Monday, April 5, 2010

Being Atlas

So we were talking about different extremes of the same spectrum: homicide and suicide. I remember blurting out comparison with Atlas: it's not like the burden of the heaven rests on our shoulders. I vaguely recall being vindicated, as the other end of conversation suggests that we would see a lot more suicides if the world indeed rests on our shoulders.

But is that really so? Sometime later I found me comparing myself on different situations. Whenever I have people rely on me, perhaps for direction of what turn to take, I willingly step down the car and ask any nearby person. Looking for way out of subway, I can be more assertive.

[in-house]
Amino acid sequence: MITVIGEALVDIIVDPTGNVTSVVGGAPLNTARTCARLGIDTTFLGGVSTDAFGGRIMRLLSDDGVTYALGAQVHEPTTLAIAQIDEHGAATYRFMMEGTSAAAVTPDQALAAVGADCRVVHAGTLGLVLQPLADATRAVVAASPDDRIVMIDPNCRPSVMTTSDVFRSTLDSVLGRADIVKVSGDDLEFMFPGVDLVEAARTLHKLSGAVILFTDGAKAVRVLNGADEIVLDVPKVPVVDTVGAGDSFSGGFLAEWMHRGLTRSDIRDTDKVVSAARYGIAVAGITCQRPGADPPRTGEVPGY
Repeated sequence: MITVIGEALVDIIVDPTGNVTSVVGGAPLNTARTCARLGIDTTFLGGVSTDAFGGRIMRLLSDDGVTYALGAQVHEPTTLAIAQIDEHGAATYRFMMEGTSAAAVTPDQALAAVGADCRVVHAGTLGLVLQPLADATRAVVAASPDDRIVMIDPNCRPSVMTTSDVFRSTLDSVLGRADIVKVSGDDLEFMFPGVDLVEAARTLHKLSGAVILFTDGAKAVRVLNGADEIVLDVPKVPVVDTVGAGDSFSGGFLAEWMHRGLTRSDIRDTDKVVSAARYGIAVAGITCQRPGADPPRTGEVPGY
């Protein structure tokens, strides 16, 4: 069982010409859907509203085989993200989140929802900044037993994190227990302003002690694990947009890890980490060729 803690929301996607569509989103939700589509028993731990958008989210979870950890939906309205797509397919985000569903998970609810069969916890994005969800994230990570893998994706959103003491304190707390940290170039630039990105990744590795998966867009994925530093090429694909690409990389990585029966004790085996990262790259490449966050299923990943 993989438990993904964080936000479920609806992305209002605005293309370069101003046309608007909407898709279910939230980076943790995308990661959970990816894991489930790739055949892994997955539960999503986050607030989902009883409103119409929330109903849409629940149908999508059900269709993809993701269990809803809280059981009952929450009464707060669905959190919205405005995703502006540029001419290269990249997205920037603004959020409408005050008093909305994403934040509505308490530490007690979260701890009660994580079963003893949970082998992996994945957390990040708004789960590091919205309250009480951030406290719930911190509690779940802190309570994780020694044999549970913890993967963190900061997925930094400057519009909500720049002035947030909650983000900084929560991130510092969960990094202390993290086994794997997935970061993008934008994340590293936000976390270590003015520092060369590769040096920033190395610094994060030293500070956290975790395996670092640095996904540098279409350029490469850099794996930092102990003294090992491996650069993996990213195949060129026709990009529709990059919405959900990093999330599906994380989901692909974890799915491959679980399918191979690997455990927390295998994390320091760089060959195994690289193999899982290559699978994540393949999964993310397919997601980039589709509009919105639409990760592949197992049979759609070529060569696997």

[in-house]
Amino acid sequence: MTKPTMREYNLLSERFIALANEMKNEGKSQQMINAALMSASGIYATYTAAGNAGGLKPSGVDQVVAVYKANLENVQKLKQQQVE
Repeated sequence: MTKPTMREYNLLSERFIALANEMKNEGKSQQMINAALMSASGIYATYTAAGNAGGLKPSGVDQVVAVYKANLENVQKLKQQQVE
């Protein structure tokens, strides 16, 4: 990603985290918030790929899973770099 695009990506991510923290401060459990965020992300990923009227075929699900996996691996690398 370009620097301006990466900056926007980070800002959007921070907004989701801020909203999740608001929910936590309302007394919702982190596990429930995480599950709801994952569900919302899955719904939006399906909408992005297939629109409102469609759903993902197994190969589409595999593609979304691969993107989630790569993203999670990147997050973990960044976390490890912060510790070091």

Conversely, when no-one depends on me, I revert back to being languid. Case in point: myself at present. I don't feel the school is such a big deal and hence my inertia. 

Even in the realm of fiction, this is somewhat similar. Take a look Harry Potter--or Percy Jackson, or practically every other protagonist ever penned: the burden of the world suddenly thrusted to their shoulders and they at the very least try to stand their ground. So could it be that what's keeping it together for mankind is the sense of importance? The sense that when we fail, the world is also doomed with us? That we are the only one able to make difference?

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